Should I Take a Nap?
By Chris Ihrig
As a leader, taking good care of my health is important for me and my family and to set the tone. I cannot ask others to do what I won’t do. To that end, exercising and eating well are part of my routine. I live a busy life, building a business, leading teams, and being an involved parent and loving spouse. There is never enough time to do everything I want to do.
It’s easy to let sleep slide by going to bed a little late so I can finish a project or getting up early to catch a flight. I recently learned that getting enough sleep is much more important than I had previously believed. I thought sleep was important so I could function well and be at my best during the day. I also thought that I was good at working through a day when I was tired. I’ve learned a lot about sleep deprivation over the past week. I want to share some of what I learned because I know it’s helping me improve. One of the facts I learned was so shocking I wanted to reject it at first. Researchers have found that we are often unaware of the cognitive effects of sleep deprivation that impair performance and we tend to be more positive of the rightness of our thoughts when we are sleep deprived, especially when we are wrong.
As I write that, it sounds as if I am describing drunken behavior, doesn’t it? The effects of sleep deprivation cause problems that are the equivalent of being intoxicated.
The scary part of the sleep research is that when we are partially sleep-deprived, we feel normal. We don’t recognize how impaired we are from lack of sleep. We can be as impaired as we would be from losing two consecutive nights of sleep and feel normal when it is a cumulative effect from repeated sleep detriments. Researchers have compared the effects of legal intoxication to the effects of sleep deprivation and found that partially sleep-deprived people can be as impaired as someone who is legally intoxicated and feel normal.
They also found that individuals who are partially sleep-deprived are more likely to experience conflicts they have difficulty resolving and they are 70% more likely to be involved in an accident than someone who is well-rested.
That was a wake-up call. I wouldn’t go to work intoxicated. I’m sure you wouldn’t either. I didn’t know that working after a week of not getting enough sleep was equivalent to working while intoxicated. I’ve done that. You probably have, too.
At first, I wanted to reject this new information. In the past, I kept functioning for weeks when I didn’t get a full night’s sleep. Now I realize I wanted to reject the empirical research because I felt like I was functioning normally, just like the researchers described. But I wasn’t functioning normally. I reviewed my track record and it revealed a way that my prior experiences proved the truth of the research to me.
Like most leaders, I understand the value of my gut to let me know when I’m making the right decision. It sounds weird to trust the gut, unscientific and irrationally weird. Weird, but reliable, is how I see gut instinct. In my recent article, (Intuition and Decision Making) I described how researchers are moving away from the idea that humans are logical.
I have done well trusting my gut most of the time. When I looked back at the times when my gut failed me, I realized that it syncs up with this research. When I hadn’t had enough sleep is when I made gut-based decisions that didn’t work out well. Sometimes, I made a decision and didn’t act on it and later wondered why I thought it was a good idea. Those situations make more sense when I evaluate how much sleep I’d had before I made the decisions that later seemed nonsensical.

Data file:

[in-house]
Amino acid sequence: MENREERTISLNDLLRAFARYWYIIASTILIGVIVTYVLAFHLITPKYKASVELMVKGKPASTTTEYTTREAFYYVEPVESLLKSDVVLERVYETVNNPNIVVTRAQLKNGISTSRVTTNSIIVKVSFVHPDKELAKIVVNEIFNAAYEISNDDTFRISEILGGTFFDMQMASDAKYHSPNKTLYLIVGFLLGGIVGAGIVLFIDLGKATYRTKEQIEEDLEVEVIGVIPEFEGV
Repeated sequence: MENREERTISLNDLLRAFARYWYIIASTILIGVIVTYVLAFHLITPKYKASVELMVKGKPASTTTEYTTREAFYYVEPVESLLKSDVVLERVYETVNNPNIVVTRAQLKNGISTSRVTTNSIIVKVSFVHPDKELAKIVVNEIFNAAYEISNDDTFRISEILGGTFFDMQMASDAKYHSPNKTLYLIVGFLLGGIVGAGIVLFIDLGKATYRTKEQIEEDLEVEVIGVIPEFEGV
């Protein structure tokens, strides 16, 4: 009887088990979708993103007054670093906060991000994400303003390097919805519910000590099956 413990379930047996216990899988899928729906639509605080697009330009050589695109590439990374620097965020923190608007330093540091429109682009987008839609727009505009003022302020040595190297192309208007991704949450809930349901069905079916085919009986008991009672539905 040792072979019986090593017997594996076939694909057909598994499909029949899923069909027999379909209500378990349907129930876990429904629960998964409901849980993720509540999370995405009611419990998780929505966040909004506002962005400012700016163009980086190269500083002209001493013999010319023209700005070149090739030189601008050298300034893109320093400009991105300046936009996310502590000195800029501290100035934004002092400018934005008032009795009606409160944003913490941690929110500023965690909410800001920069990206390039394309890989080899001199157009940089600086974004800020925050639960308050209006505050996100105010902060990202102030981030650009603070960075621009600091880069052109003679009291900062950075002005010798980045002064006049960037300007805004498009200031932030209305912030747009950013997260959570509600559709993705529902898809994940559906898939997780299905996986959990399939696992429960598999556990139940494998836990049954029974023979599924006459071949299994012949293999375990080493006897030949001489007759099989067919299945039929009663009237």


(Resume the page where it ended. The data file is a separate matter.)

Although I trust my gut because it has proven accurate more times than not, what I’ve learned about sleep deprivation helps me know more about when to trust it and when not to make decisions. Because sleep deprivation messes with the frontal lobe’s cognitive function including the ability to make decisions, memory, and our ability to exert self-control, when I’m sleep deprived, I am not going to make important decisions.
How do we know we’re sleep deprived when we feel normal?
There are a few indirect ways to know. Partial sleep deprivation makes us more irritable. We are more likely to make mountains out of molehills and let little things disturb our equilibrium. We are also more likely to be in a lower mood than normal. And, finally, we are more likely to feel sleepy during the daytime.
If I notice myself becoming irritated by things that I would usually shrug off, I will stop and ask myself if I am well-rested. If I notice I am out of sorts, I will ask the same question. When I’m sleepy during the day, I usually reach for a pick-me-up with caffeine and a snack. While I might still do that if I need to keep going, if I can take a power nap, that might be a better choice as long as I don’t sleep so long that I have trouble going to sleep that night. If I can’t take a nap, I can rearrange my evening so that I get to bed earlier.
I’ll do this so that I am better today and tomorrow. Sleep deprivation doesn’t just make us less capable today. Sleep deprivation is associated with serious long-term problems—it is as unhealthy as not exercising and eating poorly. The risk of developing heart disease, type 2 diabetes, cancer, mental health problems, and early mortality increases when we don’t get enough sleep on a regular basis.
Naps that last between 20 and 40 minutes taken before late afternoon provided the most benefit.
Chris leads a dynamic team of passionate change agents who are dedicated to partnering with organizational executives to create cultures that inspire, engage and ignite the best in people. Our work is dedicated to harnessing the power of culture to equip leaders, build amazing teams and align operation practices to delighting the customer and drive breakthrough results.